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ardor

or (especially British) ardour

[ahr-der] /ˈɑr dər/
noun
1.
great warmth of feeling; fervor; passion:
She spoke persuasively and with ardor.
2.
intense devotion, eagerness, or enthusiasm; zeal:
his well-known ardor for Chinese art.
3.
burning heat.
Origin of ardor
1350-1400
1350-1400; Middle English < Latin, equivalent to ārd(ēre) to burn + -or -or1; replacing Middle English ardure < Old French ardur < Latin, as above; 17th century ardour < Anglo-French < Latin, as above
Synonyms
1. fervency, spirit, earnestness, intensity.
Dictionary.com Unabridged
Based on the Random House Dictionary, © Random House, Inc. 2015.
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Examples from the Web for ardour
Contemporary Examples
Historical Examples
  • In the ardour of the chase the dogs soon ran out of sight, pursuing their quarry towards the shore at Sligachan.

  • Imogen, you are too beautiful—I have beheld you too long—I have admired you with too fierce an ardour.

    Imogen William Godwin
  • She had loved Sir Alexander with all the ardour of a first youthful attachment.

  • "Yourself," he whispered, with an ardour that almost amounted to fierceness.

    The Trampling of the Lilies Rafael Sabatini
  • Gurney applied his steam-jet to other purposes than propelling locomotives and exciting the ardour of furnaces in ironworks.

    Cornish Characters S. Baring-Gould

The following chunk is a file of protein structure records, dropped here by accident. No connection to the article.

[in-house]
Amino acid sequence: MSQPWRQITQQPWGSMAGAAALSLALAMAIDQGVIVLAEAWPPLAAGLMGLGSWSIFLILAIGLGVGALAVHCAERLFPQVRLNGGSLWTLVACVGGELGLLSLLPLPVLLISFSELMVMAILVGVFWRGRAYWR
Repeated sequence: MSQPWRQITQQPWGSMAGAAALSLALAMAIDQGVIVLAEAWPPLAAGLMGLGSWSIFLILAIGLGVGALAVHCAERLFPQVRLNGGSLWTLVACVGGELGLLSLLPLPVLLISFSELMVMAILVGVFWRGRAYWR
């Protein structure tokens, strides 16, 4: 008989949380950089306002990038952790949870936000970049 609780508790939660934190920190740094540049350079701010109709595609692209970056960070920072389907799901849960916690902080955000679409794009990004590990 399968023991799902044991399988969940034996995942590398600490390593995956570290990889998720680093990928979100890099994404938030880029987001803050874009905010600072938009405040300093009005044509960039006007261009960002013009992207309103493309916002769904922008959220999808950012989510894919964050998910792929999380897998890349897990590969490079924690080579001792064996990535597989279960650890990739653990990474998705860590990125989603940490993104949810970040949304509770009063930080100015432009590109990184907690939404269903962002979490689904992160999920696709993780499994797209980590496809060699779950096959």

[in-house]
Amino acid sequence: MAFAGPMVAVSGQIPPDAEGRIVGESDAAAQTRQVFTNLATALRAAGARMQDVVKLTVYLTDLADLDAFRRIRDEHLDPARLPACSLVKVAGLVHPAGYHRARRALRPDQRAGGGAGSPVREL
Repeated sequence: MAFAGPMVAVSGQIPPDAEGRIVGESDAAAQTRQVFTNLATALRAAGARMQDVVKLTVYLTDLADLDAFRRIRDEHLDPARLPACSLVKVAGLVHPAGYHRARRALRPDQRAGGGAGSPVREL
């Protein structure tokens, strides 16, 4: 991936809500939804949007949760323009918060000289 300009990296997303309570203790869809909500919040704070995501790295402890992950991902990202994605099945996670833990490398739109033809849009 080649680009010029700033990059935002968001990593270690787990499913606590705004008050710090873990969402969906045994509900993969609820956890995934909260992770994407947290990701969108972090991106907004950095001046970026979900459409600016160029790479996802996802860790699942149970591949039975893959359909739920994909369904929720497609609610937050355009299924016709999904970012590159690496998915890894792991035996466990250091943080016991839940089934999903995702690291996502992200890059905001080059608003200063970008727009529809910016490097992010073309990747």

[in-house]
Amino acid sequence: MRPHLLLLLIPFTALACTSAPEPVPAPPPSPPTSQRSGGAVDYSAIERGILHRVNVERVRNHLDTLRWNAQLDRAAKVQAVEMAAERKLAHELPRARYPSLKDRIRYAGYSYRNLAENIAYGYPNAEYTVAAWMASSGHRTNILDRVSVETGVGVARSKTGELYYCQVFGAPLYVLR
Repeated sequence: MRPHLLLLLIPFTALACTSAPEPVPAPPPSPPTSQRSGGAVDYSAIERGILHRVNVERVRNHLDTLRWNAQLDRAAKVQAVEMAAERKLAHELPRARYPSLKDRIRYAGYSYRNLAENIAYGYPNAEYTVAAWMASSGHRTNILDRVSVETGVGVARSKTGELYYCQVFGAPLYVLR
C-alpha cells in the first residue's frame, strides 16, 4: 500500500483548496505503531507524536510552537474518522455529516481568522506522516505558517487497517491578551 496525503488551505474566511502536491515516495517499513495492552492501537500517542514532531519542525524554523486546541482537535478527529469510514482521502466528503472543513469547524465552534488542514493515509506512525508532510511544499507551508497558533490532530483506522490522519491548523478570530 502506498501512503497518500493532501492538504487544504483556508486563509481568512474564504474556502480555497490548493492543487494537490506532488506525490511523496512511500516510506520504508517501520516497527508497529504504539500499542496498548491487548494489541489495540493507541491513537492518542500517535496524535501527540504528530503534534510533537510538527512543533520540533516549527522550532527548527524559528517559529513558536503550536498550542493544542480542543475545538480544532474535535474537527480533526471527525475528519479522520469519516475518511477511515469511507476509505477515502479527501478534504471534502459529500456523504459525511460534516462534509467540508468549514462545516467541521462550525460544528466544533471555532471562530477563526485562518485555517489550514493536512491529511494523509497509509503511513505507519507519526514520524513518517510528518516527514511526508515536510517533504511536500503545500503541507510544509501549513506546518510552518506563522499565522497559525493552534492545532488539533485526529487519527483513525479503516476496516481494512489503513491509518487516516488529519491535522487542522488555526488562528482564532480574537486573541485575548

• Xenophon, mounted on his charger, rode beside his men, and roused their ardour the while.

    Anabasis Xenophon
  • For all that I accomplished during this day, I believe myself indebted to the strenuousness and ardour of my resolutions.

    Arthur Mervyn Charles Brockden Brown
  • The party of intervention, however, was still active and full of ardour.

    England and Germany Emile Joseph Dillon
  • At a subsequent period he devoted himself with ardour to his improvement in general knowledge.

British Dictionary definitions for ardour

ardour

/ˈɑːdə/
noun
1.
feelings of great intensity and warmth; fervour
2.
eagerness; zeal
Word Origin
C14: from Old French ardour, from Latin ārdor, from ārdēre to burn
Collins English Dictionary - Complete & Unabridged 2012 Digital Edition
© William Collins Sons & Co. Ltd. 1979, 1986 © HarperCollins
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Word Origin and History for ardour
n.

chiefly British English spelling of ardor (q.v.); for spelling, see -or.

ardor

n.

early 15c., "heat of passion or desire," from Old French ardure "heat, glow; passion" (12c.), from Latin ardorem (nominative ardor) "a flame, fire, burning, heat;" also of feelings, etc., "eagerness, zeal," from ardere "to burn" (see ardent). In Middle English, used of base passions; since Milton's time, of noble ones.

Online Etymology Dictionary, © 2010 Douglas Harper
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